The International Monetary Fund (IMF) has said that Malawi’s US$150 million extended credit is off-track following the Peter Mutharika government’s failure to meet agreed targets with the fund and that second tranche of funding of about US$20 million under the programme will not disbursed.
This will compound Malawi’s fiscal difficulties and increase pressure on the overvalued kwacha.
The ECF has been derailed mainly by the government’s spending beyond its target.
An IMF team led by Washington DC-based Malawi mission chief, Oral Williams, disclosed during the presentation of their review findings at Capital Hill in Lilongwe on Wednesday.
“Fiscal slippages equivalent to about two percent of the GDP emerged during the second half of the 2014/15 fiscal year, in part because of overspending on the wage bill and these were exacerbated by revenue and external financing shortfalls,” said Williams.
He said: “Corrective measures undertaken to offset the slippages were insufficient. As a consequence, the end-June 2015 program target on net domestic financing was not met.
“On the structural side, structural reforms in the financial sector were carried out as planned, but programmed improvements in public financial management (PFM) were delayed.”
IMF called for restoring macroeconomic stability by bringing inflation—which has been stuck above 20 percent since mid-2012—down to single digits.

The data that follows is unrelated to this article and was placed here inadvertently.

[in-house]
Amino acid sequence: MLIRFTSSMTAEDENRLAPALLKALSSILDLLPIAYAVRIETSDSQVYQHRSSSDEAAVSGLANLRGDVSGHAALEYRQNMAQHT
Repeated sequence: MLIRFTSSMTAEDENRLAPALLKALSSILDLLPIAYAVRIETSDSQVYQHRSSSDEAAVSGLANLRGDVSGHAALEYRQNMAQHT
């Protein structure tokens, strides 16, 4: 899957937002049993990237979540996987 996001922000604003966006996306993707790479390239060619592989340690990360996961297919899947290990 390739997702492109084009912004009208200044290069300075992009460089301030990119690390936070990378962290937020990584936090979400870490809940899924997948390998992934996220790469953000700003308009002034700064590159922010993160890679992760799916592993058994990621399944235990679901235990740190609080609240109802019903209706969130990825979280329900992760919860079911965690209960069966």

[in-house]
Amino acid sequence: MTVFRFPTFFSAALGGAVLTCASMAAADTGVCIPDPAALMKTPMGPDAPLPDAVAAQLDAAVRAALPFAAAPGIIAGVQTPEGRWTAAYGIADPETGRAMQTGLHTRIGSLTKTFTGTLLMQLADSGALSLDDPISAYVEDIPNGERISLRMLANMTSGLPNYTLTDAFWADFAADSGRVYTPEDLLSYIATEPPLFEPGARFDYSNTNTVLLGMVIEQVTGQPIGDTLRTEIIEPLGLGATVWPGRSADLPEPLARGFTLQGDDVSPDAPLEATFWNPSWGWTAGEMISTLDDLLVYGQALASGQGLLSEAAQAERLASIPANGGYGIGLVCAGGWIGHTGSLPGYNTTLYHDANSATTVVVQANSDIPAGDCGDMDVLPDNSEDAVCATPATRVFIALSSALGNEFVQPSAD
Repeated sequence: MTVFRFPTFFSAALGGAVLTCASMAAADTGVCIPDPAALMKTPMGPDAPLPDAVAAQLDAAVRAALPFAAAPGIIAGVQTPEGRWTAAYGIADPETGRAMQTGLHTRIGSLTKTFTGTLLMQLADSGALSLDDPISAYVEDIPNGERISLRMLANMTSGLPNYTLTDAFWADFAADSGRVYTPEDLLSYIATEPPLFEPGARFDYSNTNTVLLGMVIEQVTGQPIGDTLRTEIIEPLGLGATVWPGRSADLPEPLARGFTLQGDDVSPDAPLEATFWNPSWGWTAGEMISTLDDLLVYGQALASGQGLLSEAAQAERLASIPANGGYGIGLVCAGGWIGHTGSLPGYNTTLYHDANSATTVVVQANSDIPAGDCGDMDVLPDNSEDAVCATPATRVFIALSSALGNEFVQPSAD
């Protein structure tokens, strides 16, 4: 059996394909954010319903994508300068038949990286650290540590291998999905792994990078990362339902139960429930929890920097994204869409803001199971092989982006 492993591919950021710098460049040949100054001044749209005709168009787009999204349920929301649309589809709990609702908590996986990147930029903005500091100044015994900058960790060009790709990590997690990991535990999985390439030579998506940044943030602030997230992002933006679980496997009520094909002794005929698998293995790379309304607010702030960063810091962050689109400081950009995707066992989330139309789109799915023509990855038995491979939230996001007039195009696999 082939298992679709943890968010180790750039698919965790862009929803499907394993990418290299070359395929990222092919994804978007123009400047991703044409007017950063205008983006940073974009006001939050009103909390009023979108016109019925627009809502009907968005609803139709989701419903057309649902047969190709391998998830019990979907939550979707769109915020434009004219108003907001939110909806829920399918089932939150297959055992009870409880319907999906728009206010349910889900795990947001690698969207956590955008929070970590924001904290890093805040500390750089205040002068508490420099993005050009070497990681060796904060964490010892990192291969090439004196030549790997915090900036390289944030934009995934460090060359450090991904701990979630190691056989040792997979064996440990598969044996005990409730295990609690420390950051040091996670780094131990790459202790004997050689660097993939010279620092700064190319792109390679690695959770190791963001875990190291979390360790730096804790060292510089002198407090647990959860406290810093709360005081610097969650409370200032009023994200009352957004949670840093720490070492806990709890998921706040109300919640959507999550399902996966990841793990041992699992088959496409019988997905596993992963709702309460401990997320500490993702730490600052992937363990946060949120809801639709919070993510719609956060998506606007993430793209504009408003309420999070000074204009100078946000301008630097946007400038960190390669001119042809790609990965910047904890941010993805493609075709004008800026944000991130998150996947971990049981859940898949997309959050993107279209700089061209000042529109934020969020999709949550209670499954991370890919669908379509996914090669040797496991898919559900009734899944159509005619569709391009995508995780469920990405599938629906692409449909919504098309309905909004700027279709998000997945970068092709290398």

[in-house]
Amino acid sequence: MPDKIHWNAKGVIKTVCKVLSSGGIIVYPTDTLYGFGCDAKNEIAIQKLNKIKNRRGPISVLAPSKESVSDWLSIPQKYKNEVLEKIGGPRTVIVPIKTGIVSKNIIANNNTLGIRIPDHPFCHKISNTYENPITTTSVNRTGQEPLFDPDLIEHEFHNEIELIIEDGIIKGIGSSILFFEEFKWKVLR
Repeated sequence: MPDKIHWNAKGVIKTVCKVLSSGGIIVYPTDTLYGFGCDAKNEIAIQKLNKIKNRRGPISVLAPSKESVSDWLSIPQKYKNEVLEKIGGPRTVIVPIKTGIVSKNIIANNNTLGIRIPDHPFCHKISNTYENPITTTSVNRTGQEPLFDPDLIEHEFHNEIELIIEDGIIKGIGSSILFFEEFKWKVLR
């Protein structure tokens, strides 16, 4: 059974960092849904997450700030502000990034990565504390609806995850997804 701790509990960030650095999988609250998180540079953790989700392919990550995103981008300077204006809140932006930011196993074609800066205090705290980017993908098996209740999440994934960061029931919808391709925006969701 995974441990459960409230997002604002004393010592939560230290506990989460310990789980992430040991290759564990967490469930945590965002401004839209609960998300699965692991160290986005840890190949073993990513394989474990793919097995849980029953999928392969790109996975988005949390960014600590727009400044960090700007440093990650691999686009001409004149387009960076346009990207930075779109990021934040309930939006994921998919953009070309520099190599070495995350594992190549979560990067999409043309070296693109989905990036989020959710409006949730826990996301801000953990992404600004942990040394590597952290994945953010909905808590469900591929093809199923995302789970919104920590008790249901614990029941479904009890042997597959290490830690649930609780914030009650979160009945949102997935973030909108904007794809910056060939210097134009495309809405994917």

“ To this end, tight monetary and fiscal policies are needed. Given ongoing external financing shortfalls, the budget should be financed in a sustainable manner and expenditures prioritized with a view to safeguard social spending,” said IMF.
The global lender said planned reforms to the farm input subsidy program aimed at increasing expenditure efficiencies are a welcome step, while measures to boost revenue mobilization are critical in responding to growing developmental needs.
IMF also pointed out that strengthening public financial management systems is integral to safeguarding public resources and restoring confidence in budgetary processes.
The mission said it met Minister of Finance Dr. Goodall Gondwe, Governor of the Reserve Bank of Malawi Charles Chuka, other senior government and RBM officials, a broad range of national stakeholders outside government, as well as representatives of Malawi’s development partners.
Gondwe, has since admitted that things are out of hand and that a team of experts at his ministry is already working on reducing the budget from K930 billion as approved by Parliament in June.
“We will have to come up with a revised expenditure in the budget,” said Gondwe.
Meanwhile, IMF said Malawi’s economic growth will slow to 3 percent this year from 5 percent in 2014 due to severe flooding in January that affected food production.
The IMF said the slowdown in growth reflected the steep decline in the 2015 maize harvest, disrupted by floods early this year that killed at least 79 people.Follow and Subscribe Nyasa TV :